Monday, May 14, 2007

Interview: Ms. Wanda-Lee Evans

Contributing writer Daood recently sat down with Ms. Wanda-Lee Evans, the artistic director for Kittsville Youth Foundation Dance and Cultural Arts Program.

Daood: Hello Ms. Wanda-Lee Evans. I want to first congratulate you and the members of the Kittsville Youth Foundation for maintaining the vision!

Ms. Wanda-Lee Evans: Daood, thank you for your interest and appreciation of our organization, Kittsville Youth Foundation. Your kind of inquiry helps us to clarify and sustain our focus.

Daood: You started dancing with Eartha Kitt at the age of 12 at a dance studio in Beverly Hills. Could you share with us that experience and your relationship with Eartha Kitt?

Ms. Wanda-Lee Evans: My mother, Ella Evans, read about Ms. Kitt teaching dance as fitness for adults and she decided to take 12-year-old me. Since she did not drive, it was a long bus ride from 92nd and Stanford Ave. in South LA to Robertson Blvd. in Beverly Hills. I was the only child and African American in the class, but that did not deter my mother... She recognized the specialness in me being under the tutelage of Ms. Kitt and she knew I could handle it, even though I wanted to stay home and play with my friends. My Mom's gut instinct was always right on. She listened to what she saw in us more than to what we said. Eartha took to my mother and me right away. Immediately we became guests at her home and often she took us back home. I studied with Eartha for awhile and then she was off traveling across the country performing and I was doing what I loved to do; hanging out with my friends, whom I was not allowed to tell what I was doing. My mother was always pretty private and protective of things we did too until she felt it was 'safe' to share. This initial relationship with Ms. Kitt started in Beverly Hills, but after a break of a few years, at 16, through a newspaper article, I discovered she was teaching at the Mafundi Institute in Watts. This time I decided to get on the bus and go take her class. From this reconnection after studying and teaching at the final Watts location, Jordan Downs Housing Projects Recreation Center, she put me on scholarship with two renowned dance teachers, Claude Thompson, Jazz and Gene Marinaccio, Ballet. This was at The Rainbow Studios on Yucca and Vine in Hollywood. With lots of other steps in between, I eventually ended up understudying Ms. Kitt in the touring Broadway show of "Timbuktu!"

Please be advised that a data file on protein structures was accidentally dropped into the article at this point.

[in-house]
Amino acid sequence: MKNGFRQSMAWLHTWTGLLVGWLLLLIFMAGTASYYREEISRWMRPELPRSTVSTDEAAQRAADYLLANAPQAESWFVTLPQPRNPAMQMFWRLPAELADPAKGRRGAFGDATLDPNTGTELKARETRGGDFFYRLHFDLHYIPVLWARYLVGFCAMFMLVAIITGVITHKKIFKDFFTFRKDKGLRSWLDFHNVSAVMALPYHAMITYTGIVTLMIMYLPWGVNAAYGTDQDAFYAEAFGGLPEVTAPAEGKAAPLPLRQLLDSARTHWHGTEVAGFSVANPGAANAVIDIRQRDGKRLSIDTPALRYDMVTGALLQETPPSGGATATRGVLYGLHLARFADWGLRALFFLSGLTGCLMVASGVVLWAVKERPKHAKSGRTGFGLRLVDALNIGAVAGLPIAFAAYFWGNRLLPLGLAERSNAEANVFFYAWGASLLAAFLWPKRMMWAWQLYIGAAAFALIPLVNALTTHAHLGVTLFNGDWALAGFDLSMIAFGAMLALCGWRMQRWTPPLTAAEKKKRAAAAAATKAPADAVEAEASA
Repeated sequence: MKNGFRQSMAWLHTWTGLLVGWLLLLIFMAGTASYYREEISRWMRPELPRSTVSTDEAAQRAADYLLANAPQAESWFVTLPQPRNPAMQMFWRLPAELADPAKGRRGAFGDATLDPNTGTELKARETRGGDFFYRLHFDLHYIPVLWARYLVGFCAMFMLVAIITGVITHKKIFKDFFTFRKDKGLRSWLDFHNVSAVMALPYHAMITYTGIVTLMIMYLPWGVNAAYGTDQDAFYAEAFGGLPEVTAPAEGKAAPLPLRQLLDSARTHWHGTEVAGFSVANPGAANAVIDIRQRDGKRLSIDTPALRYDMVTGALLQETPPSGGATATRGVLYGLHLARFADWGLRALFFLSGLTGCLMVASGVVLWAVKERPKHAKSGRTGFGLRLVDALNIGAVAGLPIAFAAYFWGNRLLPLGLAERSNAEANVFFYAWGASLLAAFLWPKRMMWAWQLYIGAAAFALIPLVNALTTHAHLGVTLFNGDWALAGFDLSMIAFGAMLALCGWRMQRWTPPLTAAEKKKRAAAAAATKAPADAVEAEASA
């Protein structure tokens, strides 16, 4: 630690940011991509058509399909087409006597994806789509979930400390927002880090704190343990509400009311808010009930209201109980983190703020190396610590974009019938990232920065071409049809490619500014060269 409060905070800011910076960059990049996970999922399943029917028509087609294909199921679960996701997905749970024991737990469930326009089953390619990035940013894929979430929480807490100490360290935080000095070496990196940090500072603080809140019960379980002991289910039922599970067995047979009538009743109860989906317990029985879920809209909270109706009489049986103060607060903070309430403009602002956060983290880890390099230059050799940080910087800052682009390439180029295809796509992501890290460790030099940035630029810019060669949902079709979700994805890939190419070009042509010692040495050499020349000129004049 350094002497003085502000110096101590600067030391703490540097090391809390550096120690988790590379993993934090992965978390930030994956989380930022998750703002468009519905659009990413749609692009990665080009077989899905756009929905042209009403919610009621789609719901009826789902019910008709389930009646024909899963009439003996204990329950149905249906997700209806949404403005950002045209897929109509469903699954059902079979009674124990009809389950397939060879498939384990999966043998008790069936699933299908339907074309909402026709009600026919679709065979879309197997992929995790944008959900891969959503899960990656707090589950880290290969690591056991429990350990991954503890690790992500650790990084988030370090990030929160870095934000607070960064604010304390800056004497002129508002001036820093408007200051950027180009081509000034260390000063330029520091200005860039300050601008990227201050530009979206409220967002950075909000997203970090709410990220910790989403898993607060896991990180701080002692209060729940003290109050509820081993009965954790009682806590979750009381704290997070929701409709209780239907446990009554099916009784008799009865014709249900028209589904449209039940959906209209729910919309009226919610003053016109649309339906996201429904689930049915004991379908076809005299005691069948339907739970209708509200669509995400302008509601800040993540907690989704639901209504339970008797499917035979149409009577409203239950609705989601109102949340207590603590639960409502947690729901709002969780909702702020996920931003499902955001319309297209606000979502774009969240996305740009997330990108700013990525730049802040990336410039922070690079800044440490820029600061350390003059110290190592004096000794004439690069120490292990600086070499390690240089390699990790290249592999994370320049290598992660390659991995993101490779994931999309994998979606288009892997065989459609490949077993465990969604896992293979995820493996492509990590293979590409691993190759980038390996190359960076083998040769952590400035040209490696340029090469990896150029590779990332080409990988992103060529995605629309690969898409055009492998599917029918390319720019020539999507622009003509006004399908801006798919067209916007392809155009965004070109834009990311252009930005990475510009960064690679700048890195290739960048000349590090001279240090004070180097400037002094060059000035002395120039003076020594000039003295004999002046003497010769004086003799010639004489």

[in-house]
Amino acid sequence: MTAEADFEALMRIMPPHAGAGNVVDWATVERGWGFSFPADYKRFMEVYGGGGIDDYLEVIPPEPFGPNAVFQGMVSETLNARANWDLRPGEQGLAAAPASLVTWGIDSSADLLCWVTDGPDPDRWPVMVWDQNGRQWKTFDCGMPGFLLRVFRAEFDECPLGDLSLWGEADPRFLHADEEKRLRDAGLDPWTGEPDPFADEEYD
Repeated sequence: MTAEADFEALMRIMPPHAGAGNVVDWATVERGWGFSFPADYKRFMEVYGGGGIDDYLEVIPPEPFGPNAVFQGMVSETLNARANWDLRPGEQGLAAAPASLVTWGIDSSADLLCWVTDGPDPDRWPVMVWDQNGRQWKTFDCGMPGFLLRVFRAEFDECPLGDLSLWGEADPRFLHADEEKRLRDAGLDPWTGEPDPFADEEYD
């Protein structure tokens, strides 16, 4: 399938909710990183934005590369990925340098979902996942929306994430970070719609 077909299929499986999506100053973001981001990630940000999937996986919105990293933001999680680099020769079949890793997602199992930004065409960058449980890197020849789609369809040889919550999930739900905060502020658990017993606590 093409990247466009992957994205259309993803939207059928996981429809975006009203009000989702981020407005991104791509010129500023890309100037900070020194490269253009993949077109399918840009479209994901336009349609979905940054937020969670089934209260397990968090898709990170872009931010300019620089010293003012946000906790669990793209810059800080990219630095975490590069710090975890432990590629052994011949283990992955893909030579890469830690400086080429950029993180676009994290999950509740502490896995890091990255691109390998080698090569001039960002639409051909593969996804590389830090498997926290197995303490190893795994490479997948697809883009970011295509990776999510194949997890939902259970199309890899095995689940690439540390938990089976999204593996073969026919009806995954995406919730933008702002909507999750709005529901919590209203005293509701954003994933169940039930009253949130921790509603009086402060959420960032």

Daood: When did the passion for dance initially take place for you as a young girl?

Ms. Wanda-Lee Evans: The passion for dance took place for me when we started doing Kittsville in the Gymnasium/rec room at Jordan Downs. I loved the community that came from the projects and all over. I loved the Conga drumming of the late Modesto Duran and Lazaro Valdez. I am compelled to move when I here drums. Especially Cuban drumming, I loved that we had audience from the local to Eartha's friends and acquaintances as well as the media. I learned that I loved sharing my movement expression with an audience. I loved trying to match Ms Kitt's energy at the end of every class.